Let me take a moment here to go over what's not quite right here. As someone who uses Linux regularly, I knew that I needed to add codecs (actually, even more so, that I knew what they were), how to go look up repositories, and use a package manager. I know the difference between "free," "non-free," and "restricted" packages. Someone who only knows Windows will not know any that. Opening a terminal, and going through the whole apt-get procedure(s) was not bothersome to me, but would confuse the heck out of someone not aware or used to it. Another confusing issue is that Ubuntu puts the Windows partition in a file folder called "Host". This is non-obvious to anyone. It took me a few minutes of stumbling around when I happened to trip across it. Despite that, it wasn't long before I had a nicely functional Linux distribution up and running. I could browse the web, check my e-mail using Evolution, IM, and play media files.

It was at this point, before getting into serious tweaking, I decided to check out the removal. I rebooted, went into Windows, then to the Add/Remove. I got the standard removal queries, along with an option to save my Ubuntu settings. I said no, and then went through with it. A few seconds later, it was uninstalled. A reboot put me right back into Windows - no grub menu, no Ubuntu. Gone.

In went the Kubuntu 8.04 CD. Once again, the Windows installer popped up. After again selecting a user name, password, and size of the partition, it went through a similar process to the Ubuntu install. After rebooting, I again saw the Grub menu - and chose Kubuntu. Again, as with Ubuntu, the process ran seamlessly, with the exception of having (or at least telling me) several more steps. Shortly later, I was looking at a standard KDE desktop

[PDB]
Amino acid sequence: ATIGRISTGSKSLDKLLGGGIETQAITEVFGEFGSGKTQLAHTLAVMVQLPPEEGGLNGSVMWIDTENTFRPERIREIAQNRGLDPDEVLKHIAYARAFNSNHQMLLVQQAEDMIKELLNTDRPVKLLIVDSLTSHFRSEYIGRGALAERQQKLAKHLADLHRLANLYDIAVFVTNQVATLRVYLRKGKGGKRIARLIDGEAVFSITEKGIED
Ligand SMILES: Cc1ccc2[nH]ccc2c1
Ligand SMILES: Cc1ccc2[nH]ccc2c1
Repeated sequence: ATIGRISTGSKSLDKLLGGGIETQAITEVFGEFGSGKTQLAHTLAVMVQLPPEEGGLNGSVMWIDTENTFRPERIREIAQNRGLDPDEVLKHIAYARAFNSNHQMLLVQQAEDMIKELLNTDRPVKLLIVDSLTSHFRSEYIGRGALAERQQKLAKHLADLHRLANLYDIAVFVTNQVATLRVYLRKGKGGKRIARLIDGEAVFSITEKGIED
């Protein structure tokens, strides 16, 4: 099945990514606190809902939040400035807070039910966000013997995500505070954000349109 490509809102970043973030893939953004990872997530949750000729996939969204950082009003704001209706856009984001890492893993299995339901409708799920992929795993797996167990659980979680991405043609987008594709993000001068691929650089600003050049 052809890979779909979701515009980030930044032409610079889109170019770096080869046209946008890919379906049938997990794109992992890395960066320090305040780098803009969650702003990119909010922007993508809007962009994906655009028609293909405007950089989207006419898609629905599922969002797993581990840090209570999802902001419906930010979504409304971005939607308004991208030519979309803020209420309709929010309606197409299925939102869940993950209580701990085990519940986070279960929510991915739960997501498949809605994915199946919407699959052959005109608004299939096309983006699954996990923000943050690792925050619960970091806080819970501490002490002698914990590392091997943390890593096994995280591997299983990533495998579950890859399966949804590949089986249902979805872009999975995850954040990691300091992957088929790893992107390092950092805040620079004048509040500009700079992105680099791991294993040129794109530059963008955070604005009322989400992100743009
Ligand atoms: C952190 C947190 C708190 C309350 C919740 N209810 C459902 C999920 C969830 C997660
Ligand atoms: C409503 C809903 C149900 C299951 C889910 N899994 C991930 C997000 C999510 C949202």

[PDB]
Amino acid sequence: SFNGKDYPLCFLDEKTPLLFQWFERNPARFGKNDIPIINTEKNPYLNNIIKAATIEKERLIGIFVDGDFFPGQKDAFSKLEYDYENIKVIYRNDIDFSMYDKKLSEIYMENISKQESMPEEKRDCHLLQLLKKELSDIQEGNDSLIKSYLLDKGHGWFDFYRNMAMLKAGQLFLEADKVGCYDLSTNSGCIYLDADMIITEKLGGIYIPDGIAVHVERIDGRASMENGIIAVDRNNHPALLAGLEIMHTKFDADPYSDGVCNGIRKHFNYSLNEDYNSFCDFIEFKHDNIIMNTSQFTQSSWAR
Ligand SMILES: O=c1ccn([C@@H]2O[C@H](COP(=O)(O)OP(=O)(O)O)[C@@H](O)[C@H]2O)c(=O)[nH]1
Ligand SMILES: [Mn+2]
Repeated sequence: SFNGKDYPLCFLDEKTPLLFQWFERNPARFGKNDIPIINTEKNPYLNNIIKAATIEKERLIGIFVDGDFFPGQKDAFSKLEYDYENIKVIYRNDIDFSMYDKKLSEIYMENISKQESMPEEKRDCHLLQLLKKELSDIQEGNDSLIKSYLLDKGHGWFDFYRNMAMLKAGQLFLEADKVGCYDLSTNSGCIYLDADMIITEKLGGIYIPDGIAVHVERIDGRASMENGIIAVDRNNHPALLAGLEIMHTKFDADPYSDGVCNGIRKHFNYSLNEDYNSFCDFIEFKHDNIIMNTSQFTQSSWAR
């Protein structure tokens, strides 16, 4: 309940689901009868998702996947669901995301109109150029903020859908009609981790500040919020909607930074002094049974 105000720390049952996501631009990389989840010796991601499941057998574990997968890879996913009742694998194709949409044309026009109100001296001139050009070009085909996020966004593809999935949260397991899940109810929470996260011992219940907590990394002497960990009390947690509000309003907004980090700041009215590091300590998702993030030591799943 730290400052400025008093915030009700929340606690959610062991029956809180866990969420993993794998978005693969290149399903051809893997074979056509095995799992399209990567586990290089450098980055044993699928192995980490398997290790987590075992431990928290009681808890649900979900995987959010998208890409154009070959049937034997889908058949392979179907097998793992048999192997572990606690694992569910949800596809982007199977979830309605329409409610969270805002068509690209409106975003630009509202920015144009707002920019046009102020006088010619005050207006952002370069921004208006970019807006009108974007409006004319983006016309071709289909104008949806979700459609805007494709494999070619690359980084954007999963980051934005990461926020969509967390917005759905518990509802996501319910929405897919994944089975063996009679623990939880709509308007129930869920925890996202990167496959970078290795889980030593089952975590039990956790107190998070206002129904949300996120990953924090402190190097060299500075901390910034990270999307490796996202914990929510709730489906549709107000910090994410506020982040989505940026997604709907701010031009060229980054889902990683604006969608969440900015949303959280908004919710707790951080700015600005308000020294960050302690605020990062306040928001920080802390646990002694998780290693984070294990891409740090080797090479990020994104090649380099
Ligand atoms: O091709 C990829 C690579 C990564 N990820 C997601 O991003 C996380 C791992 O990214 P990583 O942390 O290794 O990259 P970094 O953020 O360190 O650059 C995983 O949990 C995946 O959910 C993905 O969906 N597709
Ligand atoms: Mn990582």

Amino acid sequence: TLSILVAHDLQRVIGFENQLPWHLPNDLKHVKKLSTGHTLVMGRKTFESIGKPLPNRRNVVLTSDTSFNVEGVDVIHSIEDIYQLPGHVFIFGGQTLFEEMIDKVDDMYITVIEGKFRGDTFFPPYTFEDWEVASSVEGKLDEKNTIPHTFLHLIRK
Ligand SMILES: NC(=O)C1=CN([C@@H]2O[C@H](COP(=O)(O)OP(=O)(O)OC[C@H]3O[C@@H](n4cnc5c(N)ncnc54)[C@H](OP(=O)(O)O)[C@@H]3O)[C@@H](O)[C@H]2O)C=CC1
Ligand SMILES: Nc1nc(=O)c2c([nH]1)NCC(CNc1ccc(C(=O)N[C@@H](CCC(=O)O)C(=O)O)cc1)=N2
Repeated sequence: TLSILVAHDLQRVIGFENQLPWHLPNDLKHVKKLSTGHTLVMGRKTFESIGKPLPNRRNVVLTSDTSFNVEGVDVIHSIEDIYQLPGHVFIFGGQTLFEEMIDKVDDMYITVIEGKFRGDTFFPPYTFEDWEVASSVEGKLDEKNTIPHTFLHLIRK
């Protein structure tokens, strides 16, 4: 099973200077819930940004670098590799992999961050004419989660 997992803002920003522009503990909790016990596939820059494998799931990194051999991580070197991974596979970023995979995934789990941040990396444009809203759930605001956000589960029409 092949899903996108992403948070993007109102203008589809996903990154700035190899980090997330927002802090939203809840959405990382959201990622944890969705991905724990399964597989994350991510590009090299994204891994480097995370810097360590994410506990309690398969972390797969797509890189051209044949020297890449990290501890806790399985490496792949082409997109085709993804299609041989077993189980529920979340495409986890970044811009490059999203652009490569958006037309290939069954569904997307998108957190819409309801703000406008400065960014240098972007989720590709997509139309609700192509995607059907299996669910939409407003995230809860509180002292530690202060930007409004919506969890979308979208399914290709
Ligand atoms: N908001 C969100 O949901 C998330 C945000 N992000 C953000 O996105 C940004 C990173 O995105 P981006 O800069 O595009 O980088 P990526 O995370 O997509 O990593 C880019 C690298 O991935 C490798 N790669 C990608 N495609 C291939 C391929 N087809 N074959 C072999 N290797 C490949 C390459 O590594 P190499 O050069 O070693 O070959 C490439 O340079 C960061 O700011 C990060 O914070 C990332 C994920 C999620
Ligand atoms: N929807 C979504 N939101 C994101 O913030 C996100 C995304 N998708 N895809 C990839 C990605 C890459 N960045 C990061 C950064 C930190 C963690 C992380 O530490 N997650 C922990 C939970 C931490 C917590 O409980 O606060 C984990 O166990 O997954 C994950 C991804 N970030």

This came with most of the standard KDE software: Konqueror, Kopete, and so on. One nice addition that was not in Ubuntu was Wine. A head scratcher was the apparent decision to not synchronize application offerings with the parent distribution. No Firefox, Pidgin, Evolution, Synaptic, etc. Having not used either of these distros before, I had come in thinking that Kubuntu was Ubuntu using the KDE Desktop. Instead, it appears to to be a completely different distro. My overall impression was that this was a much "rougher" distro than Ubuntu. When I pulled up the installed media players, they didn't attempt to look for codecs for me as they had in Ubuntu. Instead, I had to go out and locate them, and install them. Then there was the problem when my sound card didn't work - yet it had worked perfectly in the Ubuntu trial.

After trying both, I have to say that that Ubuntu 8.04 is probably the single easiest install for Windows-only people who want to try out Linux. I feel this is a very big jump towards a Linux desktop that can be used by the Windows-only crowd, but it's still not quite at the stage where I'd just hand a CD to someone who's not technology literate and expect them to run with it. It doesn't need as much hand-holding as previous distributions, but it still will need some. So be prepared to answer some questions if you recommend this to your "non-techie" friends. Having said that, there are still some hassles to be worked out, particularly with Kubuntu. While I generally prefer KDE, and feel that it is an easier migration path to Linux for Windows users, I'm going to hold off recommending Kubuntu until they smooth out the rough edges.